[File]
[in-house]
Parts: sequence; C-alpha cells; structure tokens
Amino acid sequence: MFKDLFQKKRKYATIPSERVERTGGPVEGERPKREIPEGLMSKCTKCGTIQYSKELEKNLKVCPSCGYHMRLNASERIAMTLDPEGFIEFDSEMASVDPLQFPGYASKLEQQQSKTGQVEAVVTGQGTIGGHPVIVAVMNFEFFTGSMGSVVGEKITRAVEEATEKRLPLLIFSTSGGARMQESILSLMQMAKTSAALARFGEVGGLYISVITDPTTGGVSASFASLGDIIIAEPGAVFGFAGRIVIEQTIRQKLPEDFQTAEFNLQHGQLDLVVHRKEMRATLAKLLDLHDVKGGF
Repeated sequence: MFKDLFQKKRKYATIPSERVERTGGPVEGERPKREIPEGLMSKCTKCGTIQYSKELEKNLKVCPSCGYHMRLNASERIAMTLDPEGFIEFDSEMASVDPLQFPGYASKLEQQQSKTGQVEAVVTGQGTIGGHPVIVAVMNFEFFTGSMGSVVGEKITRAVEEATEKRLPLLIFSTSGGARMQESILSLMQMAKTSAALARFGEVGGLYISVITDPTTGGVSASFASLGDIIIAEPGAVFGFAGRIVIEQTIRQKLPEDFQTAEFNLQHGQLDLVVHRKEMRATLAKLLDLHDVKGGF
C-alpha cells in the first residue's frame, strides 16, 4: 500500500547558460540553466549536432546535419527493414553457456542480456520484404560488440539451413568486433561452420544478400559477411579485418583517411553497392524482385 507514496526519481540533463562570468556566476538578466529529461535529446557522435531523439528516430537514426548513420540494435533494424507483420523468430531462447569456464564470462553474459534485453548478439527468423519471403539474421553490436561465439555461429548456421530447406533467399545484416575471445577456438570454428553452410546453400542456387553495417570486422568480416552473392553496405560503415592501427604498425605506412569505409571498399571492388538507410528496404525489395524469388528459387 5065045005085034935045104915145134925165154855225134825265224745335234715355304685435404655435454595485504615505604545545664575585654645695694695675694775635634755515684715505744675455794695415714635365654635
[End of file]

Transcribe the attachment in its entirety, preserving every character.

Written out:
[in-house]
Parts: sequence; C-alpha cells; structure tokens
Amino acid sequence: MFKDLFQKKRKYATIPSERVERTGGPVEGERPKREIPEGLMSKCTKCGTIQYSKELEKNLKVCPSCGYHMRLNASERIAMTLDPEGFIEFDSEMASVDPLQFPGYASKLEQQQSKTGQVEAVVTGQGTIGGHPVIVAVMNFEFFTGSMGSVVGEKITRAVEEATEKRLPLLIFSTSGGARMQESILSLMQMAKTSAALARFGEVGGLYISVITDPTTGGVSASFASLGDIIIAEPGAVFGFAGRIVIEQTIRQKLPEDFQTAEFNLQHGQLDLVVHRKEMRATLAKLLDLHDVKGGF
Repeated sequence: MFKDLFQKKRKYATIPSERVERTGGPVEGERPKREIPEGLMSKCTKCGTIQYSKELEKNLKVCPSCGYHMRLNASERIAMTLDPEGFIEFDSEMASVDPLQFPGYASKLEQQQSKTGQVEAVVTGQGTIGGHPVIVAVMNFEFFTGSMGSVVGEKITRAVEEATEKRLPLLIFSTSGGARMQESILSLMQMAKTSAALARFGEVGGLYISVITDPTTGGVSASFASLGDIIIAEPGAVFGFAGRIVIEQTIRQKLPEDFQTAEFNLQHGQLDLVVHRKEMRATLAKLLDLHDVKGGF
C-alpha cells in the first residue's frame, strides 16, 4: 500500500547558460540553466549536432546535419527493414553457456542480456520484404560488440539451413568486433561452420544478400559477411579485418583517411553497392524482385 507514496526519481540533463562570468556566476538578466529529461535529446557522435531523439528516430537514426548513420540494435533494424507483420523468430531462447569456464564470462553474459534485453548478439527468423519471403539474421553490436561465439555461429548456421530447406533467399545484416575471445577456438570454428553452410546453400542456387553495417570486422568480416552473392553496405560503415592501427604498425605506412569505409571498399571492388538507410528496404525489395524469388528459387 5065045005085034935045104915145134925165154855225134825265224745335234715355304685435404655435454595485504615505604545545664575585654645695694695675694775635634755515684715505744675455794695415714635365654635